Skip to main content
You are the owner of this article.
You have permission to edit this article.
North Dakota Senate tosses bill brought to reimburse investigated officials; proposal could resurface

North Dakota Senate tosses bill brought to reimburse investigated officials; proposal could resurface


North Dakota's Senate on Thursday defeated a bill meant to reimburse several officials who retained attorneys amid criminal investigations into critical audit findings.

Senate Bill 2322, brought by Sen. Curt Kreun, R-Grand Forks, fell 42-5. The bill sought to pay "state employee claims for wrongful criminal investigation or prosecution" related to their work in the last two years and going forward. Reimbursement would apply if a criminal probe did not result in a conviction.

The bill in part sought to reimburse former Commerce Commissioner Michelle Kommer and former Commerce Senior Manager Holly Holt, as well as three North Dakota State College of Science leaders, including President John Richman, costing taxpayers $48,136.

The five officials submitted claims for reimbursement after criminal probes launched in the wake of critical audit findings that the state auditor forwarded for investigation. No criminal charges resulted. State Risk Management Division officials denied the claims, determining they weren't viable.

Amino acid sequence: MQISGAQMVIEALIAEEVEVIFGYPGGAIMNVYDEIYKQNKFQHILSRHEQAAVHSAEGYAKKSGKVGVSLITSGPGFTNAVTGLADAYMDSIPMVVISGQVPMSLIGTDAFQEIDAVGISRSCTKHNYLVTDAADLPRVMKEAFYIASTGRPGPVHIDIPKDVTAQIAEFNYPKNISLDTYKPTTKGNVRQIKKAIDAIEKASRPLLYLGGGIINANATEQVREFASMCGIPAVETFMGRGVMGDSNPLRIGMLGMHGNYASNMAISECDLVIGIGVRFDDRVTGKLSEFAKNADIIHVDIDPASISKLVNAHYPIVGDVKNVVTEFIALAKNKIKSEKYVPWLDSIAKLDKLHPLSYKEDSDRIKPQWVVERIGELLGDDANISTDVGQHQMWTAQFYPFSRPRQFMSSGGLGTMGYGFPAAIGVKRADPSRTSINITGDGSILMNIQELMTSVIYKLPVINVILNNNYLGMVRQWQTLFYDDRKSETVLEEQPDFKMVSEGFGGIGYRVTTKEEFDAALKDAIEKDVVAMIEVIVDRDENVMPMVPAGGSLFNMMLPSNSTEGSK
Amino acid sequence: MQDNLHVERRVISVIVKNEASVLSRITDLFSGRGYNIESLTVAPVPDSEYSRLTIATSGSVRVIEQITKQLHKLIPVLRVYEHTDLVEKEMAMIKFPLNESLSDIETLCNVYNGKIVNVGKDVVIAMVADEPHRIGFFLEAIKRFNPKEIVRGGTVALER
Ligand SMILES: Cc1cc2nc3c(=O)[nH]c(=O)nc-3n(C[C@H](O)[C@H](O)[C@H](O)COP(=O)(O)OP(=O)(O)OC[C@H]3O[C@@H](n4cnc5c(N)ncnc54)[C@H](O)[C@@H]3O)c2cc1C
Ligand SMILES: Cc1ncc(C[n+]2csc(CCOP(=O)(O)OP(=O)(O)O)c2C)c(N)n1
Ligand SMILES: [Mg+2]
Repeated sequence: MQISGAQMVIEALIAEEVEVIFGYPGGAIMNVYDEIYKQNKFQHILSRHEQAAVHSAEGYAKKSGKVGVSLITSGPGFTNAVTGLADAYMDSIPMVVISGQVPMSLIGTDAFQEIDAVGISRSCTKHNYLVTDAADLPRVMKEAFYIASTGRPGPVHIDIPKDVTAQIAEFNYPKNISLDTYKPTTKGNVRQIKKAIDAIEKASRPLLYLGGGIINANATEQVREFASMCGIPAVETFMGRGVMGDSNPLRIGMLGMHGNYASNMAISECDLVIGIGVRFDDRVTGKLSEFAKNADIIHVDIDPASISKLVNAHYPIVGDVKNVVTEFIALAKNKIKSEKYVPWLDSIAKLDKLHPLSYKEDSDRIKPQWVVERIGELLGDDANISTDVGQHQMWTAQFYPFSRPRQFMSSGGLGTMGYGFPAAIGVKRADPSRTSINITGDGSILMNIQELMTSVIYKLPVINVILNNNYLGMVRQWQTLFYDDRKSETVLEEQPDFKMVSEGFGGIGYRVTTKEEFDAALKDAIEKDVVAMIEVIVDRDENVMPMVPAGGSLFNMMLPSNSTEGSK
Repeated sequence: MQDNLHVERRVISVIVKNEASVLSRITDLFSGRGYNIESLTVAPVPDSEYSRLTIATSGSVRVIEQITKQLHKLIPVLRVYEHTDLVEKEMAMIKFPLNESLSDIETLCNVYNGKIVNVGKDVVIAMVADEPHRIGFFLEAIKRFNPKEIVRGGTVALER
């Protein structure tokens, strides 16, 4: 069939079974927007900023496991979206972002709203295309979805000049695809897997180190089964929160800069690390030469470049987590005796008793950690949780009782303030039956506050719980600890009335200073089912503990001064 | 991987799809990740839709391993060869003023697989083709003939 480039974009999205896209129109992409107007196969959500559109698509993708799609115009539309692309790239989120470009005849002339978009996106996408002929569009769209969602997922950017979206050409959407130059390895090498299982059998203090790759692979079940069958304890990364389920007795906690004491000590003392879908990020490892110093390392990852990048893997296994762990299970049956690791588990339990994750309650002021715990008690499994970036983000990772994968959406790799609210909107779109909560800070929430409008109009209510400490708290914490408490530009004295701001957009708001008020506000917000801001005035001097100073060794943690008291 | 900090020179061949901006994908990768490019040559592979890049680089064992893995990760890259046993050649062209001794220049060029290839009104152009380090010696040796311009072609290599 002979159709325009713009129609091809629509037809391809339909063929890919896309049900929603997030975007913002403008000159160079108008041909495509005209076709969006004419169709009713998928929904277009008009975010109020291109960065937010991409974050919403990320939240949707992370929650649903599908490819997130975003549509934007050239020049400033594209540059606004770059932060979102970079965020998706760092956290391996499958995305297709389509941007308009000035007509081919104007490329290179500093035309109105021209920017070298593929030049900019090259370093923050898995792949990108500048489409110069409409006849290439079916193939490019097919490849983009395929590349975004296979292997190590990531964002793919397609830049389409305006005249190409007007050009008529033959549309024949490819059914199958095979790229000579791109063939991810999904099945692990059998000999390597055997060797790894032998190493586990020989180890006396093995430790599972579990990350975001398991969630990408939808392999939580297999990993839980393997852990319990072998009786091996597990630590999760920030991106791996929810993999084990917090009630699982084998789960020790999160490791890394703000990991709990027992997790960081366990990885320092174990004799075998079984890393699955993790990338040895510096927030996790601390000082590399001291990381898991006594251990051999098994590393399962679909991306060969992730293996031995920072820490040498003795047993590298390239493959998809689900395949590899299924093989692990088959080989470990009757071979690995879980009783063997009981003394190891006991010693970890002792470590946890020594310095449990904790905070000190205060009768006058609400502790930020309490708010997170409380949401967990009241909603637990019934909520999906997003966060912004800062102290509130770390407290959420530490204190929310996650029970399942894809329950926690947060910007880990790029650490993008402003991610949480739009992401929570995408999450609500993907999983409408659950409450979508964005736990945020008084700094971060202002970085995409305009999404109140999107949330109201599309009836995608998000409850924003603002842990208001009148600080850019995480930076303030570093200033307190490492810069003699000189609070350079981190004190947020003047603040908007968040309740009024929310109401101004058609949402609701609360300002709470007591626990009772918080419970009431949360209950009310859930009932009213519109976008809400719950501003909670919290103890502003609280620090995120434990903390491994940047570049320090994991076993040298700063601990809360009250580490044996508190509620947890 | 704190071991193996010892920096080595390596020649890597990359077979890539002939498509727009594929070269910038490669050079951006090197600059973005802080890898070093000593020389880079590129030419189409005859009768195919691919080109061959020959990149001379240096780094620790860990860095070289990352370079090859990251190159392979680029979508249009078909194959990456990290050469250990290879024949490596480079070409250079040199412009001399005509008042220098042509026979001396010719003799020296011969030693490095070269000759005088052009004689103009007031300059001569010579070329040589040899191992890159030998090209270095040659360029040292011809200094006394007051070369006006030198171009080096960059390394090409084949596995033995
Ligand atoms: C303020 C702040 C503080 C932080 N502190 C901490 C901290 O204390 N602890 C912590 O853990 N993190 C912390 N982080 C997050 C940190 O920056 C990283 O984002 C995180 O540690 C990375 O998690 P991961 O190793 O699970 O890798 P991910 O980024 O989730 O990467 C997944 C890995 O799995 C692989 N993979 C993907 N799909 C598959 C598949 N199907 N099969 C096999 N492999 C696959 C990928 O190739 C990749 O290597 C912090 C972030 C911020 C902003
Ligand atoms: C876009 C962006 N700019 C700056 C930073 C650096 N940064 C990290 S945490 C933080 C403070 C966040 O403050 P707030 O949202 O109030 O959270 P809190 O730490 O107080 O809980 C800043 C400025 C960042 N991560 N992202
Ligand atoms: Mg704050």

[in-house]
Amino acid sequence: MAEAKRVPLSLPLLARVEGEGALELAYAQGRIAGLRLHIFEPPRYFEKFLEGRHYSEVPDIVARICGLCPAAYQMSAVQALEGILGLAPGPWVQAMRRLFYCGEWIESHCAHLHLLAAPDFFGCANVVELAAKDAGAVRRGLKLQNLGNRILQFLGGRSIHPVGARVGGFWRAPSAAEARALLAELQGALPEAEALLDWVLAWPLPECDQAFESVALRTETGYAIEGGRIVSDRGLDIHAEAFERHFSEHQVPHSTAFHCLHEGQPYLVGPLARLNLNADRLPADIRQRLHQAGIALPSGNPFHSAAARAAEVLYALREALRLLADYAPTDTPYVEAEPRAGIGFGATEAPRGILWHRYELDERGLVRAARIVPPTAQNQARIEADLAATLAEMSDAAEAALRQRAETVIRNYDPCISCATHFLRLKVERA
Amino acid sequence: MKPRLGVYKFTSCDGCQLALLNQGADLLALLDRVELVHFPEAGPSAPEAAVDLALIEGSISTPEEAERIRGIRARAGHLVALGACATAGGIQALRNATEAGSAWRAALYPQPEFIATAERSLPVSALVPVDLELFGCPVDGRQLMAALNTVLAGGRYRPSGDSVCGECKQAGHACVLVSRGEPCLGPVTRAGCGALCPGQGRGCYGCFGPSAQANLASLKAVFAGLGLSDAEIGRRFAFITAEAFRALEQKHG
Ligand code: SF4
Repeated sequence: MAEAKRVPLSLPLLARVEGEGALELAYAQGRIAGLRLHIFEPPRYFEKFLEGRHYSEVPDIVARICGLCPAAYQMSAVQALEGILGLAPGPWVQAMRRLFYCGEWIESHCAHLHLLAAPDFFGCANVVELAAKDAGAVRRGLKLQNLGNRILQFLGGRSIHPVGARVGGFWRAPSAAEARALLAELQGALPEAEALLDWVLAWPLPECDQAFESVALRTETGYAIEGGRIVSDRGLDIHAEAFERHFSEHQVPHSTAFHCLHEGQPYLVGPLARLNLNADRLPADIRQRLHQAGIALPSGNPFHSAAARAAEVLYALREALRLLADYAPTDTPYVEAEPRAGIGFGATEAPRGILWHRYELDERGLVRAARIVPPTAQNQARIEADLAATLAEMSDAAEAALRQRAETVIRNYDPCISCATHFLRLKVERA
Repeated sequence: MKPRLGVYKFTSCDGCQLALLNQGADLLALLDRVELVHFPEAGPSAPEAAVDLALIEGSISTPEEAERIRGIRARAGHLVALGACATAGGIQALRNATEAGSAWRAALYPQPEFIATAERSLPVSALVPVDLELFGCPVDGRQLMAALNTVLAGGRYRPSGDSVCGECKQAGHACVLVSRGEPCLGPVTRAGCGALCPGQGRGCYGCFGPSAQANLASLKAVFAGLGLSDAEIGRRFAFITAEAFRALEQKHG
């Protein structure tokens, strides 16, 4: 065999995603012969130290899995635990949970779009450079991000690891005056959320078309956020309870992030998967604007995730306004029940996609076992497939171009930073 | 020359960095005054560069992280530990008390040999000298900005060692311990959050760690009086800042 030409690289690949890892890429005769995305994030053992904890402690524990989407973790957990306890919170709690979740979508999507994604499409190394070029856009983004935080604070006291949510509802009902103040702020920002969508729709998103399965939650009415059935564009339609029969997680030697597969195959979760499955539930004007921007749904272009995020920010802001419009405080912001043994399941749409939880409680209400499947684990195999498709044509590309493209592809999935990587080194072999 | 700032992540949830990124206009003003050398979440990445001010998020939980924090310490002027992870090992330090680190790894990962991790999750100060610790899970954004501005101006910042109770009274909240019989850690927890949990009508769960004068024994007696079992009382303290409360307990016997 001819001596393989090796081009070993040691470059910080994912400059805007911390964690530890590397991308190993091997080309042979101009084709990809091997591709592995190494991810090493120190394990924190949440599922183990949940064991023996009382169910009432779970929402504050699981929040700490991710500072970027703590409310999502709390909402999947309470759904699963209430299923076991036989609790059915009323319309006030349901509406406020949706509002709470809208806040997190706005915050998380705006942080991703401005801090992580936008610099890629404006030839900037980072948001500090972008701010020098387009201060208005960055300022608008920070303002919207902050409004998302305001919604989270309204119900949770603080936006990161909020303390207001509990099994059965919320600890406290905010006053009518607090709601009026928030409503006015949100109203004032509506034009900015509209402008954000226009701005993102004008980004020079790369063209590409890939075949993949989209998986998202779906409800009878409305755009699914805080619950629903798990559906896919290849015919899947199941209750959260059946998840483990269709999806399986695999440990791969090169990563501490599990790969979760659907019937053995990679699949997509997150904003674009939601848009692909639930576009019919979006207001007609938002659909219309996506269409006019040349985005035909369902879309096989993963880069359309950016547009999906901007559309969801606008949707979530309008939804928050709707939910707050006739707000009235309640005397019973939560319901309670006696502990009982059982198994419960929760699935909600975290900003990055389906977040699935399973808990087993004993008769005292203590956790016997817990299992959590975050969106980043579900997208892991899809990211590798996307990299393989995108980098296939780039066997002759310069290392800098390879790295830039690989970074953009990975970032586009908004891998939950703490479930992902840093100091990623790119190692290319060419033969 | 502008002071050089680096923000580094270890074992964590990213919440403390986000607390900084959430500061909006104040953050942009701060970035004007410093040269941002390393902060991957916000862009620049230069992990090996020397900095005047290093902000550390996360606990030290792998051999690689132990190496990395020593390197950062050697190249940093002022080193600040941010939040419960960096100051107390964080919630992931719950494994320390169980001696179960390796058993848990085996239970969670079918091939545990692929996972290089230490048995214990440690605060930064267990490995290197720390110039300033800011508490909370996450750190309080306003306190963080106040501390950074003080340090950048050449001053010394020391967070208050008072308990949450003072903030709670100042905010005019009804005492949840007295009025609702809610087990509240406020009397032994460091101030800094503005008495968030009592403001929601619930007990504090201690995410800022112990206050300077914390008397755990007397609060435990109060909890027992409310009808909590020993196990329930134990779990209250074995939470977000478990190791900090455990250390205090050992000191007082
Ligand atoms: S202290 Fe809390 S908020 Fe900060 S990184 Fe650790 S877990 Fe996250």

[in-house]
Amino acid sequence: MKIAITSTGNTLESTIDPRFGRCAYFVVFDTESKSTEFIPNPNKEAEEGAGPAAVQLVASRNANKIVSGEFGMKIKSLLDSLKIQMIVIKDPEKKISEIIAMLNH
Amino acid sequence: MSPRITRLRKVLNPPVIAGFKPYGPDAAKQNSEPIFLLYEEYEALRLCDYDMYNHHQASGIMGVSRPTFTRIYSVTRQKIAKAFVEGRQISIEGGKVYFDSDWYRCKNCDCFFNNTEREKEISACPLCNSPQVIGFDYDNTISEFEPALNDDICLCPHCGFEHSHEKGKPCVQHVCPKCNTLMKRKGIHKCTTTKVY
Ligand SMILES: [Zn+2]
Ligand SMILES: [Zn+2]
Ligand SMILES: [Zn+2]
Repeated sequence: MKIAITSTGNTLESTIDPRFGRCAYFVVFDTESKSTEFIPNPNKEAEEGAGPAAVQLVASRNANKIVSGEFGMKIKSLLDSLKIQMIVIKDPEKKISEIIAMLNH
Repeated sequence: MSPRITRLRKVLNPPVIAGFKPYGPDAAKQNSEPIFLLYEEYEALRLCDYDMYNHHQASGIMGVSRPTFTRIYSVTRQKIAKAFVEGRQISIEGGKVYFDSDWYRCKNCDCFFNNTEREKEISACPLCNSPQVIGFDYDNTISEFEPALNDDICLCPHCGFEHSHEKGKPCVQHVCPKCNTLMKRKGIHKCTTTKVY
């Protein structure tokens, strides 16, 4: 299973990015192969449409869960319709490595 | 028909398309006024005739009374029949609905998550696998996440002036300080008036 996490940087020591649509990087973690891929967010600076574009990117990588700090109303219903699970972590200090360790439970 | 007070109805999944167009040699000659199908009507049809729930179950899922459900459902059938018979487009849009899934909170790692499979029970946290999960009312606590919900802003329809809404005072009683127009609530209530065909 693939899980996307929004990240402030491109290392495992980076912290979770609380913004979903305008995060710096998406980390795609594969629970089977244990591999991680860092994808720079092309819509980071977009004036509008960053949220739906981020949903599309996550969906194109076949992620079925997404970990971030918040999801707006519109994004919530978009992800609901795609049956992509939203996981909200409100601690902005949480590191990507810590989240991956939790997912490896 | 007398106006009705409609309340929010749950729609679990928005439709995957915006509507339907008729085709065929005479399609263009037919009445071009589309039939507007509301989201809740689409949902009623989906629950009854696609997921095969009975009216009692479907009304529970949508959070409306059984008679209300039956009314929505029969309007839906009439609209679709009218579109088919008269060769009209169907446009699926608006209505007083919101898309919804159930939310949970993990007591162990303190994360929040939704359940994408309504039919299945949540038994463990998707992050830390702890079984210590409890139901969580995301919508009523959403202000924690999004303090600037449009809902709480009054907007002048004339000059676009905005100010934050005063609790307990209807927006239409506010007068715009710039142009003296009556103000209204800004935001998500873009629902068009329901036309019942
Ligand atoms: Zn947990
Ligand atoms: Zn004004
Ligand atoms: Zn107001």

Kommer, who resigned last fall to enter the private sector, and some state lawmakers have criticized State Auditor Josh Gallion for how he handled the audit findings. Gallion has said he had an obligation to advance the audit findings for investigation.

Sen. Janne Myrdal, R-Edinburg, said the Senate Judiciary Committee supported the bill's intent but found its language difficult to work with. She noted the reimbursement issue is likely to come up in House bills. The amended bill did not include retroactive reimbursement to 2019.

House Majority Chet Pollert, R-Carrington, who has said he feels the former commerce commissioner was "wronged" and "wasn't treated correctly," told the Tribune the proposed reimbursements are "an important thing." He expects the issue to resurface in House discussions.

Several bills have come forward in the wake of fallout between the state auditor and lawmakers since 2019, including legislation to change state auditing standards and to shield audit matters referred for investigation. Those bills either await House votes or have passed to the Senate.

Reach Jack Dura at 701-223-8482 or


Get Government & Politics updates in your inbox!

* I understand and agree that registration on or use of this site constitutes agreement to its user agreement and privacy policy.

Capitol Reporter

Related to this story

Get up-to-the-minute news sent straight to your device.


News Alerts

Breaking News